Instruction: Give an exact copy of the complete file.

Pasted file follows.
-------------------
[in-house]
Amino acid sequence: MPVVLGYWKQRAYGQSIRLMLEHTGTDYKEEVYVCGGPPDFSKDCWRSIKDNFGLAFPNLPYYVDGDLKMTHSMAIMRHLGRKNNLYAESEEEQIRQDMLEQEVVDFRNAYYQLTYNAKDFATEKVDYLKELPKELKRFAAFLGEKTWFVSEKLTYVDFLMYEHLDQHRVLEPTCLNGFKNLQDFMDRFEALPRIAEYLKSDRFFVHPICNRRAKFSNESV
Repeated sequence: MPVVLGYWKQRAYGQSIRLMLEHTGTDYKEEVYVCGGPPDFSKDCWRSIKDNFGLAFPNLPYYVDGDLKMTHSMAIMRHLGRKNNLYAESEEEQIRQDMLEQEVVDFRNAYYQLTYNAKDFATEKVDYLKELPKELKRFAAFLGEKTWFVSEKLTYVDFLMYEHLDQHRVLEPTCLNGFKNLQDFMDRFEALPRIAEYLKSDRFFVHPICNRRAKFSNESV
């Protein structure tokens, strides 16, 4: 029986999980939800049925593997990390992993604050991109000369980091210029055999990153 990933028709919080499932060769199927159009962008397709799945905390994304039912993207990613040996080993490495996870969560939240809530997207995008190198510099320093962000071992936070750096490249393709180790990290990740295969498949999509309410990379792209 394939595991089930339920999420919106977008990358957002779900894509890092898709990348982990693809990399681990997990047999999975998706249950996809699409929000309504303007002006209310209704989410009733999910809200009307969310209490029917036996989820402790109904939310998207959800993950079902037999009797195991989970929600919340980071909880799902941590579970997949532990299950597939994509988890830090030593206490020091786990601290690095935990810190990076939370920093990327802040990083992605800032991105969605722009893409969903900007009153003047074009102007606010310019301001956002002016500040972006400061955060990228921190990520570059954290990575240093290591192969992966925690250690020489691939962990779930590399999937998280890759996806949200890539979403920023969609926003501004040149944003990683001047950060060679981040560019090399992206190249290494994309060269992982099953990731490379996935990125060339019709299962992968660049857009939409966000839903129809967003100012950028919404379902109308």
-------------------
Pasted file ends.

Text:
[in-house]
Amino acid sequence: MPVVLGYWKQRAYGQSIRLMLEHTGTDYKEEVYVCGGPPDFSKDCWRSIKDNFGLAFPNLPYYVDGDLKMTHSMAIMRHLGRKNNLYAESEEEQIRQDMLEQEVVDFRNAYYQLTYNAKDFATEKVDYLKELPKELKRFAAFLGEKTWFVSEKLTYVDFLMYEHLDQHRVLEPTCLNGFKNLQDFMDRFEALPRIAEYLKSDRFFVHPICNRRAKFSNESV
Repeated sequence: MPVVLGYWKQRAYGQSIRLMLEHTGTDYKEEVYVCGGPPDFSKDCWRSIKDNFGLAFPNLPYYVDGDLKMTHSMAIMRHLGRKNNLYAESEEEQIRQDMLEQEVVDFRNAYYQLTYNAKDFATEKVDYLKELPKELKRFAAFLGEKTWFVSEKLTYVDFLMYEHLDQHRVLEPTCLNGFKNLQDFMDRFEALPRIAEYLKSDRFFVHPICNRRAKFSNESV
């Protein structure tokens, strides 16, 4: 029986999980939800049925593997990390992993604050991109000369980091210029055999990153 990933028709919080499932060769199927159009962008397709799945905390994304039912993207990613040996080993490495996870969560939240809530997207995008190198510099320093962000071992936070750096490249393709180790990290990740295969498949999509309410990379792209 394939595991089930339920999420919106977008990358957002779900894509890092898709990348982990693809990399681990997990047999999975998706249950996809699409929000309504303007002006209310209704989410009733999910809200009307969310209490029917036996989820402790109904939310998207959800993950079902037999009797195991989970929600919340980071909880799902941590579970997949532990299950597939994509988890830090030593206490020091786990601290690095935990810190990076939370920093990327802040990083992605800032991105969605722009893409969903900007009153003047074009102007606010310019301001956002002016500040972006400061955060990228921190990520570059954290990575240093290591192969992966925690250690020489691939962990779930590399999937998280890759996806949200890539979403920023969609926003501004040149944003990683001047950060060679981040560019090399992206190249290494994309060269992982099953990731490379996935990125060339019709299962992968660049857009939409966000839903129809967003100012950028919404379902109308």